A detailed and well-written look at life in New York City from the 1920s to today through a memorable memoir about a boy who bounced around among different relatives and caregivers, through his school years, followed by his service during World War II. Cohen shares about his marriage and how he built a distinguished career as an educator in the New York City public school system despite his tough childhood and teen years, seeking out friends and romance resulting in a full and fulfilling life.
The courage Cohen shows throughout his life is an inspirational story for all ages, but especially for seniors who will learn you are never too old to find new and caring connections as well as for younger generations who will see this as a candid look at a previous time.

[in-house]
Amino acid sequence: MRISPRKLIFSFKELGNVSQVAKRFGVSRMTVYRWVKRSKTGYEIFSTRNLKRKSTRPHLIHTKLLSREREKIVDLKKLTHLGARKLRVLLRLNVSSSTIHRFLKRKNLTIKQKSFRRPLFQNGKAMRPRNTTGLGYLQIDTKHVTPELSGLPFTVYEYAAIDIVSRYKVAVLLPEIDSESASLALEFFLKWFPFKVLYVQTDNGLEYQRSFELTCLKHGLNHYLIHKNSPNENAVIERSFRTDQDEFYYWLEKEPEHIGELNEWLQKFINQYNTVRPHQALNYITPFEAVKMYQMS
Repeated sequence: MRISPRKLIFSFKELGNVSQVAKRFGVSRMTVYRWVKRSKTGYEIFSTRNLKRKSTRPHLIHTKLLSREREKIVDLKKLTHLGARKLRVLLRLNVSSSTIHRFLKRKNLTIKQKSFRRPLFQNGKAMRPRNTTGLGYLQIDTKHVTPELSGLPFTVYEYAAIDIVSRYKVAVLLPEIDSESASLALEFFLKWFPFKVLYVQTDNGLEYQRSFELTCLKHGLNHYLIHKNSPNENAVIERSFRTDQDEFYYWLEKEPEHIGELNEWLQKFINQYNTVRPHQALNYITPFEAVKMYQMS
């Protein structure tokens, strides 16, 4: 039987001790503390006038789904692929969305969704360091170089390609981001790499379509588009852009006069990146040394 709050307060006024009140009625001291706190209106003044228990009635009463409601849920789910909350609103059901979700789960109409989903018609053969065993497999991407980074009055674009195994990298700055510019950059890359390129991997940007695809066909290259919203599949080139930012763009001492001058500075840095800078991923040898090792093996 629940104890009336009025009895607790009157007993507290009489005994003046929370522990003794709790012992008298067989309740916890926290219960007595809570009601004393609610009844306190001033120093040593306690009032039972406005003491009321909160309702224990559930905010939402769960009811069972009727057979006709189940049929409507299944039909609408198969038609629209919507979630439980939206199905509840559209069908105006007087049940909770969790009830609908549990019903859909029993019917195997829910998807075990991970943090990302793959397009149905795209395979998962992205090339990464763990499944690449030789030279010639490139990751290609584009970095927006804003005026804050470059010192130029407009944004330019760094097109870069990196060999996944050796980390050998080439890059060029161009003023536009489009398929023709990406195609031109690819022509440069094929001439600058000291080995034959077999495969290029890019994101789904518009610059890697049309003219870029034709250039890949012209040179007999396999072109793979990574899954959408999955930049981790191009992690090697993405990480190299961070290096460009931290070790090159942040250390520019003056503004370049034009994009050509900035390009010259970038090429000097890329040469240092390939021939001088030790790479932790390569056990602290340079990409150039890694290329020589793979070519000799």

The Cohens are lucky to have such a nicely done family history to pass on through the generations, it will be priceless for them. The first couple of hours in the 1920-30's is of general interest to all and interesting as he is passed from home to home, but the book gradually becomes so family specific and plotless that I was done long before the book. The audio was poorly editered, there are about 15 spots where the same sentence or phrase is repeated.
Jewish orphan, NYC, 1920-30... It tempted me into the purchase as I had enjoyed Orphan Train recently... I'll leave for Cohens to enjoy.
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